Originally published on Tue February 19, 2013 8:57 am
Scientists found that darkness worked far better than they expected as a treatment for kittens with lazy eye.
Credit Bill Rhodes/Flickr
When it comes to treating a lazy eye, there's evidence that turning the lights off may help — if you're a kitten.
A study in the latest issue of Current Biology reports that kittens with a type of visual impairment known as amblyopia, or lazy eye, were able to regain normal eyesight after being plunged into total darkness for 10 days.
A male northern elephant seal calling near Santa Cruz, Calif.
Credit A. Friendlaender / NMFS Permit No. 14636
On this Valentine's Day, we bring you a story from the California coast, where love is in the air. It sounds something like this:
That's a male northern elephant seal. It's the peak of their mating season right now. Elephant seals spend of the most of the year alone, out in the Pacific Ocean. So you can probably guess what happens when they get together every winter.
Naturalist Lisa Wolfklain is leading a public tour at Ano Nuevo State Reserve, two hours south of San Francisco, where hundreds of elephant seals are packed together on a narrow strip of beach.
Many of the drugs we take aren't actually digested — they pass through our bodies, and down through the sewer pipes. Traces of those drugs end up in the bodies of fish and other wildlife. Nobody's sure what effect they have.
Now, a paper being published in Science magazine finds that drugs for anxiety drugs — even at these very low levels — can affect the behavior of fish.
Originally published on Thu February 14, 2013 2:08 pm
By Grant Gerlock
An illustration imagines what a weed-seeking robot could look like, armed with different tools to attack different problem plants.
Credit Courtesy Steve Young
A future without weeds would be a kind of farmer utopia, but currently, herbicide-resistant "superweeds" are part of today's reality. Some researchers, though, are looking for a solution that seems ripped from science fiction: weed-seeking robots.
The alpine peaks of the Sierra Nevada Mountains in 2008.
Credit David McNew / Getty Images
Judy Van der Veer is an American author (1912-1982) who wrote books that are too little remembered now. In her works of fiction and non-fiction, Van der Veer beautifully brings alive small California worlds close to nature.
Car commercial? Nope. Jessica Richman, Zachary Apte (center) and William Ludington are looking to the crowd for money to fund uBiome, which will sequence the genetic code of microbes that live on and inside humans.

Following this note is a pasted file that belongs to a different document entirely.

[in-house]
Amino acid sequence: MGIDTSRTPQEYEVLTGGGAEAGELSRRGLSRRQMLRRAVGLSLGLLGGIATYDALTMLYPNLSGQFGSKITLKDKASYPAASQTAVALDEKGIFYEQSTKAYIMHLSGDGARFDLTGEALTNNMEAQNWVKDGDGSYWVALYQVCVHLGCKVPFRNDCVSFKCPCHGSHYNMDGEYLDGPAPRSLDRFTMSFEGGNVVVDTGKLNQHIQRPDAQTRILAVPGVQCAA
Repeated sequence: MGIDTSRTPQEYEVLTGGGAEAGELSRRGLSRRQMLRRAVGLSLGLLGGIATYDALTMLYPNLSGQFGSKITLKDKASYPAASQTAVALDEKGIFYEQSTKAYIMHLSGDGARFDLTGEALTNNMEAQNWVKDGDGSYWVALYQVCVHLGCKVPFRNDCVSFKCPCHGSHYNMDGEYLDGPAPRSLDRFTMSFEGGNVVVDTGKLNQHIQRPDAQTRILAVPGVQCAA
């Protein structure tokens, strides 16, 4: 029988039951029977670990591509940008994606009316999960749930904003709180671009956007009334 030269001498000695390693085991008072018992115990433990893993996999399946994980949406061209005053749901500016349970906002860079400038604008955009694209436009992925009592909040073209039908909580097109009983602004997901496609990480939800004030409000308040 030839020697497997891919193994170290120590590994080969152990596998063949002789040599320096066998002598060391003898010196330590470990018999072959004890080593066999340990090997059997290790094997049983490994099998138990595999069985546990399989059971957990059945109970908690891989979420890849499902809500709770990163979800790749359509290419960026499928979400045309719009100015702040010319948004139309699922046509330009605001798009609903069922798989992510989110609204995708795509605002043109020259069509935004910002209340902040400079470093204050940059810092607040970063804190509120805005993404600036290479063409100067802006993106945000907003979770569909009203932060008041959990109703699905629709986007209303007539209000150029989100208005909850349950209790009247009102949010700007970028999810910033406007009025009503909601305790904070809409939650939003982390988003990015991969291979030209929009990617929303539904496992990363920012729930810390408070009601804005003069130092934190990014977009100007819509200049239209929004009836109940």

Credit Courtesy of uBiome
When the X-ray was invented, people clamored to get one. Not for any medical reason, but just to see what was typically hidden inside their bodies.
Something like that seems to be happening with DNA sequencing technology. First it was companies offering to sequence people's genomes. Now it's learning all about your microbiome, the collection of microorganisms living on and in your body.
What do you do when you're a scientist and you have no job and no money for your research? If you're Ethan Perlstein, you try crowd funding. He raised $25,000 to investigate where the drug methamphetamine is stored in the brain.
Copyright 2013 NPR. To see more, visit http://www.npr.org/.
Circa 1612, German astronomer Johannes Kepler (1571 - 1630)
Credit Hulton Archive / Getty Images
Of all the patriarchs of science, Johannes Kepler is the least known. We often talk of Isaac Newton and his law of universal gravity (and laws of motion, and the calculus, and laws of optics), of Galileo's impetuosity and his telescopic discoveries (and law of free fall and pendular motion), and of Copernicus, the man who put the sun in the center of the cosmos. But Kepler? Sounds familiar; but what was it again?
Originally published on Wed February 13, 2013 2:32 pm
Swordfish from Canada feature a label from the Marine Stewardship Council at a Whole Foods in Washington, D.C.
Credit Margot Williams / NPR
Earlier this week, NPR aired a three-part investigation of the Marine Stewardship Council on Morning Edition and All Things Considered.
As Daniel Zwerdling and Margot Williams reported, the MSC certifies seafood that is supposed to be good for the environment. But some environmental groups argue that the label is misleading, and that as more retailers promise to sell only sustainable-labeled seafood, the program is certifying fisheries that don't deserve it.